Originally published in Section Culture: Newsletter of the ASA Culture Section. Winter 2018. Vol. 30 Issue 1.
Marcus Anthony Hunter
UC, Los Angeles
Zandria F. Robinson
“Stop talking about the South,” Malcolm X chided audiences in his “Ballot or Bullet” speech, which he delivered in cities across the Midwest and Northeast in the months before Freedom Summer. “If you black, you were born in jail, in the North as well as the South. As long as you South of the Canadian border, you South.” Always followed by laughter and loud affirmations, this latter declaration runs contrary to dominant geographies of black life.
Customarily the North and South are physical and culturally distinct regions of the U.S. map. On the accepted map of black life in the U.S., the Mason-Dixon Line is a mythical and actual barrier between freedom and enslavement, North and South, progressive race relations and Old South mores, and the Great Migration is the pathway from one part of the map to the other. Yet, following Malcolm X’s assertion and building on a range of data, Chocolate Cities: The Black Map of American Life destabilizes the Mason-Dixon line and reimagines the cultural, socio-economic, and political geography of black America as constitutive of multiple Souths, all below the Canadian border.
As a region, the South has always operated as scapegoat and cover in narratives about American racial progress. Rather than being seen as national atrocities, slavery, black codes, Jim Crow, and racial oppression are often cast as unique features of a “backwards” South “stuck in the past.” Conventional wisdom and scholarship indicate and often emphasize a linear geography of black American movement post-slavery reinforces this idea, as African Americans left the repression of the South for the relative freedom of the Midwest, Northeast, and West. Still, the particular atrocities of the South notwithstanding, other regions did not provide uniform protection from racial violence and structural inequality, particularly for the poorest African Americans. Since the Great Migration, and despite return migration to the South, the South has represented a world of impossible oppression and the North has been the site of opportunity, a place to realize freedom dreams.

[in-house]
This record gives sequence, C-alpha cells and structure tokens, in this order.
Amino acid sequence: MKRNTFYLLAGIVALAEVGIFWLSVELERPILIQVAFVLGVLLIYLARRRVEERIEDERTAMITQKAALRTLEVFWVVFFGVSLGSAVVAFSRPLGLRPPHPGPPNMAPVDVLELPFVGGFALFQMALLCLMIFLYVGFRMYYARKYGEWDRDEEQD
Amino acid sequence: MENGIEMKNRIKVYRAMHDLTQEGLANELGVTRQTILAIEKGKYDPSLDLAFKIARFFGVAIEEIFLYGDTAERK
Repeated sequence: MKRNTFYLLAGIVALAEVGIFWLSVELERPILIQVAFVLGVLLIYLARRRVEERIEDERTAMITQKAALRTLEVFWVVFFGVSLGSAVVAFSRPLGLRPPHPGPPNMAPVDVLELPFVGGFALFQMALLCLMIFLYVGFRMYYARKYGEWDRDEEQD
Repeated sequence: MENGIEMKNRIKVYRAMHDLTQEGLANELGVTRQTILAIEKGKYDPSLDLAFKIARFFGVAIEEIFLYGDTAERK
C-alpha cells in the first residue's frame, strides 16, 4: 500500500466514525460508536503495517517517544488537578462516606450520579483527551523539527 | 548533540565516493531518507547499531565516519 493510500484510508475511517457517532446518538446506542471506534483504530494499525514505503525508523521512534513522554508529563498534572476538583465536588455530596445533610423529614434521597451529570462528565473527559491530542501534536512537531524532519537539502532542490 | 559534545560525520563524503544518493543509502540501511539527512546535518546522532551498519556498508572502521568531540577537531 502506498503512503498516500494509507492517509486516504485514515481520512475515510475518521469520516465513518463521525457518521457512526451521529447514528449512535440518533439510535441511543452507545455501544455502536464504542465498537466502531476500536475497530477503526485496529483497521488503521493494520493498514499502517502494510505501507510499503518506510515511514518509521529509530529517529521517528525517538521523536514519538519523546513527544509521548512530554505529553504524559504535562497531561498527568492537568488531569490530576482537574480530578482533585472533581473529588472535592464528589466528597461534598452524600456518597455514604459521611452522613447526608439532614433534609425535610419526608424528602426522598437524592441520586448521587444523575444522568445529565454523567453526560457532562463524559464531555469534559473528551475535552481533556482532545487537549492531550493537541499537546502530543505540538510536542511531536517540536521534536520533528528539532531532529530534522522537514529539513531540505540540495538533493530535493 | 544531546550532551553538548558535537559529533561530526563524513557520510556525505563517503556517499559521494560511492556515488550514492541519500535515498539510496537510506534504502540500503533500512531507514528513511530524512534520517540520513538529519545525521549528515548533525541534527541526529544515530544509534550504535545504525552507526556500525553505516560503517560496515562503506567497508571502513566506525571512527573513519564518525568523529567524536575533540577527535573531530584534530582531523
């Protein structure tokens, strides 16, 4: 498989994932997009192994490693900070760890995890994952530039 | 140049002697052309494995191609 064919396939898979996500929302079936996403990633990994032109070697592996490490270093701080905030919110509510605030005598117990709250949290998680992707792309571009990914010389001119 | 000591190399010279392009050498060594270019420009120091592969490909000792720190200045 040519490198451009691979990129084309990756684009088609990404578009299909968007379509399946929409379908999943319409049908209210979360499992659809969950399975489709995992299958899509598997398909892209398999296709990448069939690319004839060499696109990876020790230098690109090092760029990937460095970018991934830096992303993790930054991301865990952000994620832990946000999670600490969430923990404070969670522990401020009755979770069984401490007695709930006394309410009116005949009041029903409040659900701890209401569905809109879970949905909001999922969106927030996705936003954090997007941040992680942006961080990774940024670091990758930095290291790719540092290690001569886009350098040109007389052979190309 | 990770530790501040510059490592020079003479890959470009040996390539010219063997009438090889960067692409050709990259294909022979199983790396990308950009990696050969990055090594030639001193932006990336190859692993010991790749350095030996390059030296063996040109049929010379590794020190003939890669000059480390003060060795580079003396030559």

Recent events make this a critical moment to trouble notions of where and how black people can be free, “as long as [they] are South of the Canadian border.” First, the removal of the Confederate flag in South Carolina and other southern states, prompted by the murders of nine African Americans in a church in Charleston by a white man with a clear affinity for the flag, has both shone a spotlight on the South but also compelled Americans to think about these murders as a national, rather than a southern, atrocity. In tandem, the unabated and highly publicized murders of African Americans, made visible by social media and activists in the Black Lives Matter movement, confound the easy geographical logic of bad South/good or better North.
Chocolate Cities is built on a simple premise: our current maps of black life are wrong. The deferred dreams of the Great Migration, including expanding poverty, hyper-incarceration, extrajudicial and police violence, and the diminishing opportunities urban black Americans found within and outside of the geographic South serve as undeniable structural evidence of this premise. To elucidate our argument, we demonstrate two social facts. Chocolate Cities offers a new cartography of the U.S. using what we call ‘The Black Map’—a geography that more accurately reflects the lived experiences and the future of black life in America, and thus of the nation. We draw on both cultural sources (film, music, fiction, playwrights) and more traditional academic sources (US decennial Census Data (1900-2010), oral histories, multi-year ethnography, photographs, national-state-local health and wealth data/reports, archives) to map black life in America’s chocolate cities—cities, towns, neighborhoods, streets, and communities in which black life and culture were concentrated, maintained, created, and defended. We also align these links and data by incorporating a number of autobiographies and biographies of black Americans. From the Seattle that begot Jimi Hendrix, to the Dallas that shaped Erykah Badu, to the Birmingham from which Martin Luther King, Jr. penned his most famous missive, the black map of the U.S. is consequentially different from our current geographical understandings of race and place in urban America. As the country moves more definitively to a majority-minority nation, this new urban geography will be increasingly important to our understanding of and approach to inequality, economic growth, and demographic change.